RB – There are various themes, all shuffled together, but they intersect at points throughout. Firstly there’s what I mentioned earlier about the dissolving of the physical in the digital, but perhaps the overriding theme is the idea that we don’t really know anybody. We create models of people in our heads from our experience of them, but that model is not them. It’s argued that supernatural experiences and the feeling of knowing God are something to do with this process, and there are various stories to do with that. I question what makes up a person anyway, whether they have any sort of essential essence or soul, and there are speculations about any possible afterlife. Then there’s the question of how we experience others through the net and the like – how has that changed how we ‘know’ people? A fair bit about surrender and resistance, to both people and processes. There’s a lot to do with processes. Quite a bit of systematic, obsessive behaviour in The Shuffle. Being autistic myself I find that sort of thing especially interesting.
TBH – Do all these come from one short burst of writing or were they built up over time?
RB – For the most part, they were all written over a period of two years. I would say there was a period of my writing that I very much see as The Shuffle Era, and when the stories I was writing no longer seemed to fit with the work as a whole, I declared it finished.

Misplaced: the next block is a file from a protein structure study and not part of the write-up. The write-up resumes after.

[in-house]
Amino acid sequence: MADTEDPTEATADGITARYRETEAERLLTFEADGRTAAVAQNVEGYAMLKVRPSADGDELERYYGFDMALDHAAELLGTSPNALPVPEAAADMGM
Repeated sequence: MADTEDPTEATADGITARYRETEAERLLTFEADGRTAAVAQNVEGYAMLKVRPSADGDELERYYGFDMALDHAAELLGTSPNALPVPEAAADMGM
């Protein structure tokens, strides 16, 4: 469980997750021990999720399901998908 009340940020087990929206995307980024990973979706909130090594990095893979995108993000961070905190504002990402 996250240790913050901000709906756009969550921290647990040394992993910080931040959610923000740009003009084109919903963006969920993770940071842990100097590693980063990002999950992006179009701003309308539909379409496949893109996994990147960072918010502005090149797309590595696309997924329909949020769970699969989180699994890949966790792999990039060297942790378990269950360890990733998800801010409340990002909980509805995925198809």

TBH – In this new ebook era, do you think short story collections are becoming more popular? And if so is that because writers have been liberated from publisher’s demands for certain lengths, or because readers have shorter attention spans?
RB – I’m not sure. Maybe. I haven’t looked at the figures. I don’t know if they will become appreciably more popular, because the main reason people stay away from them – that they don’t like having to get their heads around a bunch of new characters every 20 pages or so – still stands. But it will provide an opportunity for people writing them to get them to people who want them. I can certainly see the novella getting a new lease of life.
TBH – What are you working on now?
RB – I’ve got two manuscripts that I have declared finished or near finished at various points over the years, but I want to rewrite both of them from scratch. I don’t know when that will happen though, because I’m helping bring up my one year-old daughter right now!
TBH – Snog, Marry, Kill: Amazon, Google, Apple?
RB – Snog: Google, because they genuinely are very good at what they do. There’s a few bad things about them like the tax avoidance and the time they made all those Chinese seven year-olds power that steampunk spaceship by having them all walk in a giant hamster wheel, but no one’s perfect.
Marry: Amazon. Realistically, an author like myself who has been spat out of the regular publishing industry due to the ‘two-strikes-and-you’re-out’ rule is going to mostly rely on Amazon just to get their work out there. But it would be a joyless marriage in which I constantly nag them about their negative effect on small independent bookshops.
Kill: Apple. When I got my first Mac a while back after having a PC for years it was like travelling into the future. Now I’ve gone back to a PC because they’re cheaper, and everything that was great about Macs has been absorbed. Apple pissed me off with their constant updates that push your hardware into obsolescence. In fact, they are dead to me already.